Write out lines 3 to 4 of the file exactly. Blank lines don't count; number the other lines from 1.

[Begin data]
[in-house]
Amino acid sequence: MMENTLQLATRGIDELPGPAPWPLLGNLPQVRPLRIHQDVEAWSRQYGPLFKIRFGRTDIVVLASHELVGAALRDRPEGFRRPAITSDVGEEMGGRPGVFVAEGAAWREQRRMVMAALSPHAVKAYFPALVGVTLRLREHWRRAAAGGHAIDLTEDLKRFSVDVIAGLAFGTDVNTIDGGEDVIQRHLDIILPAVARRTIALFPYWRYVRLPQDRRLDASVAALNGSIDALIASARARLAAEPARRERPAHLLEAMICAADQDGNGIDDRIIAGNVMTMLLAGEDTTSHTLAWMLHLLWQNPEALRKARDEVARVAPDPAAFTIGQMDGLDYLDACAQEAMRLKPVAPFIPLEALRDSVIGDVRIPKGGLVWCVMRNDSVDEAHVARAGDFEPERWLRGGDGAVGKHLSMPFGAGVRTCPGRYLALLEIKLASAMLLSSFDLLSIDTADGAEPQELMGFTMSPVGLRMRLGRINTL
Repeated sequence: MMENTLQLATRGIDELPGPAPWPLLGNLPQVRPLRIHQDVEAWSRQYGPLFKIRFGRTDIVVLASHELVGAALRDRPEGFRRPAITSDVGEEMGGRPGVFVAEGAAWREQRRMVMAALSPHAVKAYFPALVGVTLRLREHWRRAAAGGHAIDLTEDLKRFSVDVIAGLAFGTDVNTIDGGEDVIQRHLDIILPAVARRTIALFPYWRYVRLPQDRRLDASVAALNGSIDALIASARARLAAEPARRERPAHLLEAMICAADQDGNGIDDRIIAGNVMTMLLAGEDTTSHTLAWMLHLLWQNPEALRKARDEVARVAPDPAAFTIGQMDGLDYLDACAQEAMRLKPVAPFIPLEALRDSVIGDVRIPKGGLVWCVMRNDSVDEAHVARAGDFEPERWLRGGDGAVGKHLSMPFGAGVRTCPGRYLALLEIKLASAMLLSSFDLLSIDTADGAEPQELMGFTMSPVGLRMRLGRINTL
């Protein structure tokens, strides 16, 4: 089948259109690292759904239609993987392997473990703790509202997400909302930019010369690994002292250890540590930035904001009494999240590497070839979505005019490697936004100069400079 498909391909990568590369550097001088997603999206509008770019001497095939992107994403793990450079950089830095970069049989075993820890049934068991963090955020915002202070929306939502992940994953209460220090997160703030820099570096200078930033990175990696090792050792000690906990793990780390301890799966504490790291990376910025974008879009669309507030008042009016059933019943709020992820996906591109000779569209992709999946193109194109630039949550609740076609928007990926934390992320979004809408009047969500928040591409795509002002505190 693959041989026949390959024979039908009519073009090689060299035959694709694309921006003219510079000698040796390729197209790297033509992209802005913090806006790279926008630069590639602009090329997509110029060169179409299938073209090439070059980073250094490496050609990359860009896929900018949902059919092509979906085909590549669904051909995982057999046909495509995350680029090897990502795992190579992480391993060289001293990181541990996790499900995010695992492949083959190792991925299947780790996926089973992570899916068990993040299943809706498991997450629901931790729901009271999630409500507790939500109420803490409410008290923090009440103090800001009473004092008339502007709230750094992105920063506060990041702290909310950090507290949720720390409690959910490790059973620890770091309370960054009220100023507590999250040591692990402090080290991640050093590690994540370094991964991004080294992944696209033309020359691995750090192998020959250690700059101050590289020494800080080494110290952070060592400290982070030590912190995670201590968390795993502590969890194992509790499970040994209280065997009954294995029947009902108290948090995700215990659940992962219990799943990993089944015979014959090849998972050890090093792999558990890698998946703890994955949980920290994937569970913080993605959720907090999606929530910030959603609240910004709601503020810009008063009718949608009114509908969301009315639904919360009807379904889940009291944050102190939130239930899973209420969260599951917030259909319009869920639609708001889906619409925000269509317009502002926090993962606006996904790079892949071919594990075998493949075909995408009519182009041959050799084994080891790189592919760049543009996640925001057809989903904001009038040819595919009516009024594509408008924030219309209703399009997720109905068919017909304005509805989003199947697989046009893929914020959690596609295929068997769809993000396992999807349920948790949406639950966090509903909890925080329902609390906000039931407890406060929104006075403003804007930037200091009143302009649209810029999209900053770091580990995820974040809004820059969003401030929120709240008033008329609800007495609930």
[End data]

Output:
Repeated sequence: MMENTLQLATRGIDELPGPAPWPLLGNLPQVRPLRIHQDVEAWSRQYGPLFKIRFGRTDIVVLASHELVGAALRDRPEGFRRPAITSDVGEEMGGRPGVFVAEGAAWREQRRMVMAALSPHAVKAYFPALVGVTLRLREHWRRAAAGGHAIDLTEDLKRFSVDVIAGLAFGTDVNTIDGGEDVIQRHLDIILPAVARRTIALFPYWRYVRLPQDRRLDASVAALNGSIDALIASARARLAAEPARRERPAHLLEAMICAADQDGNGIDDRIIAGNVMTMLLAGEDTTSHTLAWMLHLLWQNPEALRKARDEVARVAPDPAAFTIGQMDGLDYLDACAQEAMRLKPVAPFIPLEALRDSVIGDVRIPKGGLVWCVMRNDSVDEAHVARAGDFEPERWLRGGDGAVGKHLSMPFGAGVRTCPGRYLALLEIKLASAMLLSSFDLLSIDTADGAEPQELMGFTMSPVGLRMRLGRINTL
């Protein structure tokens, strides 16, 4: 089948259109690292759904239609993987392997473990703790509202997400909302930019010369690994002292250890540590930035904001009494999240590497070839979505005019490697936004100069400079 498909391909990568590369550097001088997603999206509008770019001497095939992107994403793990450079950089830095970069049989075993820890049934068991963090955020915002202070929306939502992940994953209460220090997160703030820099570096200078930033990175990696090792050792000690906990793990780390301890799966504490790291990376910025974008879009669309507030008042009016059933019943709020992820996906591109000779569209992709999946193109194109630039949550609740076609928007990926934390992320979004809408009047969500928040591409795509002002505190 693959041989026949390959024979039908009519073009090689060299035959694709694309921006003219510079000698040796390729197209790297033509992209802005913090806006790279926008630069590639602009090329997509110029060169179409299938073209090439070059980073250094490496050609990359860009896929900018949902059919092509979906085909590549669904051909995982057999046909495509995350680029090897990502795992190579992480391993060289001293990181541990996790499900995010695992492949083959190792991925299947780790996926089973992570899916068990993040299943809706498991997450629901931790729901009271999630409500507790939500109420803490409410008290923090009440103090800001009473004092008339502007709230750094992105920063506060990041702290909310950090507290949720720390409690959910490790059973620890770091309370960054009220100023507590999250040591692990402090080290991640050093590690994540370094991964991004080294992944696209033309020359691995750090192998020959250690700059101050590289020494800080080494110290952070060592400290982070030590912190995670201590968390795993502590969890194992509790499970040994209280065997009954294995029947009902108290948090995700215990659940992962219990799943990993089944015979014959090849998972050890090093792999558990890698998946703890994955949980920290994937569970913080993605959720907090999606929530910030959603609240910004709601503020810009008063009718949608009114509908969301009315639904919360009807379904889940009291944050102190939130239930899973209420969260599951917030259909319009869920639609708001889906619409925000269509317009502002926090993962606006996904790079892949071919594990075998493949075909995408009519182009041959050799084994080891790189592919760049543009996640925001057809989903904001009038040819595919009516009024594509408008924030219309209703399009997720109905068919017909304005509805989003199947697989046009893929914020959690596609295929068997769809993000396992999807349920948790949406639950966090509903909890925080329902609390906000039931407890406060929104006075403003804007930037200091009143302009649209810029999209900053770091580990995820974040809004820059969003401030929120709240008033008329609800007495609930």